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Women in Construction

It comes as no surprise that the construction industry, like most skilled trades, is a male-dominated field. Today, women comprise only about 10% of the construction workforce in Georgia and 9% in the United States. The numbers weren’t always so low. Just between 1985 and 2007, the number of women who are employed in the construction industry in the U.S. grew by 81%. Unfortunately, due to the economic crisis in 2008, many men and women lost their construction jobs and the industry itself has since seen a slow recovery.

The good news is that a number of organizations and private construction companies are actively working to make the construction industry a more inviting and exciting place for women. The Policy Group on Tradeswomen’s Issues (PGTI), which is made up of union leaders, community organizers, tradeswomen and government leaders, is pushing for such change and is working toward the goal of increasing the percentage of women employed in the construction industry to 20% by the year 2020.

It’s hard to overlook the perks. Constructions jobs often pay well, sometimes much better than other jobs typically occupied by women (child care, retail, healthcare). In the first year of an apprenticeship, a woman can earn as much as $20 per hour and receive additional health insurance and retirement benefits. As we’ve discussed before, there is a shortage of skilled tradesmen and almost 200,000 jobs are available every year within private and public construction sectors.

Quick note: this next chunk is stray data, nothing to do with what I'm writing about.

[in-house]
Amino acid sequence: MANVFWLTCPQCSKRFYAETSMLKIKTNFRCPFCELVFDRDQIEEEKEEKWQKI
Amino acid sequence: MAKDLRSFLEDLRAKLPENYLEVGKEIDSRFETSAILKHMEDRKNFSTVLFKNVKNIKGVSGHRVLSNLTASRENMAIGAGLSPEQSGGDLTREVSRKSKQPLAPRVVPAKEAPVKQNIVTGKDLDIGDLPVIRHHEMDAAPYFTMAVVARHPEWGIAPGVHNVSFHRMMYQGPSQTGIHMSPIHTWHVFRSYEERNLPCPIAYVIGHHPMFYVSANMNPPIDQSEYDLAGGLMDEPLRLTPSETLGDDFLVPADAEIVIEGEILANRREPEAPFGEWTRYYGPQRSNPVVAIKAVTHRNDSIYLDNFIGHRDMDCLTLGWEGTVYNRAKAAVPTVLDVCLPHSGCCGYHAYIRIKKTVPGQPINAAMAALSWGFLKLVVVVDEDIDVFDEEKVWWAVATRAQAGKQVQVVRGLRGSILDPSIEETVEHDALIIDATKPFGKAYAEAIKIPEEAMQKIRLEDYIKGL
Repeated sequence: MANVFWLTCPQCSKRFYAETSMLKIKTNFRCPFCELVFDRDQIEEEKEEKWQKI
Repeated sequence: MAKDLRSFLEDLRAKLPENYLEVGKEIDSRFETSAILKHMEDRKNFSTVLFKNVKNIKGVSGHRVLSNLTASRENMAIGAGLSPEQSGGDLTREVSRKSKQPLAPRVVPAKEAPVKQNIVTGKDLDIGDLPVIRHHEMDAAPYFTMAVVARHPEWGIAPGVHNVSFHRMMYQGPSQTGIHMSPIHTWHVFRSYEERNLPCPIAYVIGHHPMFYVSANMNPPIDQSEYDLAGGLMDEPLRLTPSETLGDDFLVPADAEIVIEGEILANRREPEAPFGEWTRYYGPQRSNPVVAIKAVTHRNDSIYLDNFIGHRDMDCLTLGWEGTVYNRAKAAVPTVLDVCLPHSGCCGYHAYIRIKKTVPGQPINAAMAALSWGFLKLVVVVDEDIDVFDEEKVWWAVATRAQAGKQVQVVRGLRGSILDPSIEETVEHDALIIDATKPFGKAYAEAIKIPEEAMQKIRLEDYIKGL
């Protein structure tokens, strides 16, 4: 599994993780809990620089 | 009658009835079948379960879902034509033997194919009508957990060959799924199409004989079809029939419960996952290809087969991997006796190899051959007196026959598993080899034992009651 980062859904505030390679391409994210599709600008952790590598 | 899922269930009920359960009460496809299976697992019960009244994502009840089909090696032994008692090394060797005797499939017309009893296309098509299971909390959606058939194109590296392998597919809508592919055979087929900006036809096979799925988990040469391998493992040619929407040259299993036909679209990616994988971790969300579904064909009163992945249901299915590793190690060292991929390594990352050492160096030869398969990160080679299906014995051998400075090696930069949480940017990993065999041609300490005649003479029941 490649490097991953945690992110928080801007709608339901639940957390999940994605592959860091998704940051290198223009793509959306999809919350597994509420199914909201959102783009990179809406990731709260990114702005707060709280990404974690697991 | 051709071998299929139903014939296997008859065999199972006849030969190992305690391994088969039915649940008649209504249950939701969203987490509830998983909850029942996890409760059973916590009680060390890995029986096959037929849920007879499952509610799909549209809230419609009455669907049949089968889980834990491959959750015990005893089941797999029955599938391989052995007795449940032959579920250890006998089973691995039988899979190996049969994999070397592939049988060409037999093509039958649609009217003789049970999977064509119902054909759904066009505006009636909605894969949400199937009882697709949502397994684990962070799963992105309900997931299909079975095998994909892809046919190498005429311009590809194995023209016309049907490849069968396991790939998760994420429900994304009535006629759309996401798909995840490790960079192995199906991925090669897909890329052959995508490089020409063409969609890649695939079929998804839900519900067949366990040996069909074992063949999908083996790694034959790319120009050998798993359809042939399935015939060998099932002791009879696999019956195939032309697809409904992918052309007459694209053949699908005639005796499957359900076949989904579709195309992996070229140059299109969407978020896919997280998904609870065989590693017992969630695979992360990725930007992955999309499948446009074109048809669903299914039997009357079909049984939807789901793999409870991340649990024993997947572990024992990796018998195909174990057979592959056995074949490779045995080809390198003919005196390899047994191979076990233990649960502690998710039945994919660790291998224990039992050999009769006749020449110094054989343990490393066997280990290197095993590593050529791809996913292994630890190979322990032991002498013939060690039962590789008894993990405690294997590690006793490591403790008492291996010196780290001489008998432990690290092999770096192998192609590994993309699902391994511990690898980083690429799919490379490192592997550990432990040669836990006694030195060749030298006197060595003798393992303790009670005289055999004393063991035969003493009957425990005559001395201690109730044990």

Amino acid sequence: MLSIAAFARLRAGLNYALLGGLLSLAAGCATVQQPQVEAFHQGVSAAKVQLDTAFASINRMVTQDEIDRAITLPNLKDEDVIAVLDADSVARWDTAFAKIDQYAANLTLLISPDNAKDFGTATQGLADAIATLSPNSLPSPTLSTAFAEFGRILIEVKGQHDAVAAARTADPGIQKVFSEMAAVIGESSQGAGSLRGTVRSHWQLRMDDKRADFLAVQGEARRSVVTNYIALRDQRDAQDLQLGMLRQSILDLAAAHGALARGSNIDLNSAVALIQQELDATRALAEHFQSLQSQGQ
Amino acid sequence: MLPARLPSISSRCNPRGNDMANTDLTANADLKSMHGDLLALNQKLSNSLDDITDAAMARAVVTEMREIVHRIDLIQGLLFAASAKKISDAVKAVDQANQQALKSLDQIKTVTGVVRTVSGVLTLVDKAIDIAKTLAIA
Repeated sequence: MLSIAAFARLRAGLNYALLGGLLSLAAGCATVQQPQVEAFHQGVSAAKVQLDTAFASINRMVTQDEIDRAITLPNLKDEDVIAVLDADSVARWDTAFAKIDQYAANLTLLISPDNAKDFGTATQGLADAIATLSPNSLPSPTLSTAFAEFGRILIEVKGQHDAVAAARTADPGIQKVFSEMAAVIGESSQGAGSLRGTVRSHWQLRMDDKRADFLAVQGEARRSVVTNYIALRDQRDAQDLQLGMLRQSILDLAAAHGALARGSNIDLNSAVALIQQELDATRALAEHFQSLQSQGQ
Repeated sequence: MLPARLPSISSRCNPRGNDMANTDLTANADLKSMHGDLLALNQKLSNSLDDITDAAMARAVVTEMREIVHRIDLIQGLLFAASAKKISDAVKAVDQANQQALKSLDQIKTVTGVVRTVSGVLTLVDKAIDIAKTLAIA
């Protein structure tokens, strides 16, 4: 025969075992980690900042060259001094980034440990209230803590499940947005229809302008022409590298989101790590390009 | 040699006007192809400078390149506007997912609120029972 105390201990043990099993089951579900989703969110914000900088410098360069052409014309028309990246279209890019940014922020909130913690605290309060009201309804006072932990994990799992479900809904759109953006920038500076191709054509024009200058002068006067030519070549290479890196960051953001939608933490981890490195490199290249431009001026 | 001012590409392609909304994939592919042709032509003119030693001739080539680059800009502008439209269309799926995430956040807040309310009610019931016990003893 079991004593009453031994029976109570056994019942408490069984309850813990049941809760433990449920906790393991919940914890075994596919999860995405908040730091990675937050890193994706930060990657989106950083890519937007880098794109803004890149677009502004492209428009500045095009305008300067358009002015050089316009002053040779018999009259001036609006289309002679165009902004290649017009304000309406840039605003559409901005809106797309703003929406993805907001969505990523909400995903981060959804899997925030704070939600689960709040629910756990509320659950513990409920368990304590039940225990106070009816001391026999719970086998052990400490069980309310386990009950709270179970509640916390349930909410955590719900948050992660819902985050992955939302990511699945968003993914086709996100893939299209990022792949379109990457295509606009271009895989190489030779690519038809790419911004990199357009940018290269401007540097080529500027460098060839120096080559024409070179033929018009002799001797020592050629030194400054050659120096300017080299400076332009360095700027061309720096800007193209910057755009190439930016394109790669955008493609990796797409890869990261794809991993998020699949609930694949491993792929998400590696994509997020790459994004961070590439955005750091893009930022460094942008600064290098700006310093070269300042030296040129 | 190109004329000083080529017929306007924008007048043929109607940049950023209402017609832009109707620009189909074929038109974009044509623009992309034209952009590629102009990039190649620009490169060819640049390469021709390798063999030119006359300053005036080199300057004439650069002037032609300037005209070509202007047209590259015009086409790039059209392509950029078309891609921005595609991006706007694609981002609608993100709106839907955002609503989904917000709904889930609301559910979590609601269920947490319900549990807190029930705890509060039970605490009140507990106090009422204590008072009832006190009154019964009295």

Of vital importance in this initiative is educating girls who are still in high school about their career options and setting up young girls up with female role models and mentors who already hold positions in construction. Here are some local and national organizations that are doing just that:

National Association of Women in Construction

The NAWIC maintains an online career center to help women find jobs, post resumes and connect with apprenticeship programs. There are also many local and regional chapters. Learn more.

Goodwill of North Georgia

This program offers hands-on training, informational seminars and job placement assistance. Learn more.


Mentoring a Girl in Construction (MAGIC) is a week-long summer camp that allows high school girls to learn more about the construction industry and participate in hands-on activities related to the field. Learn more about our previous involvement with MAGIC.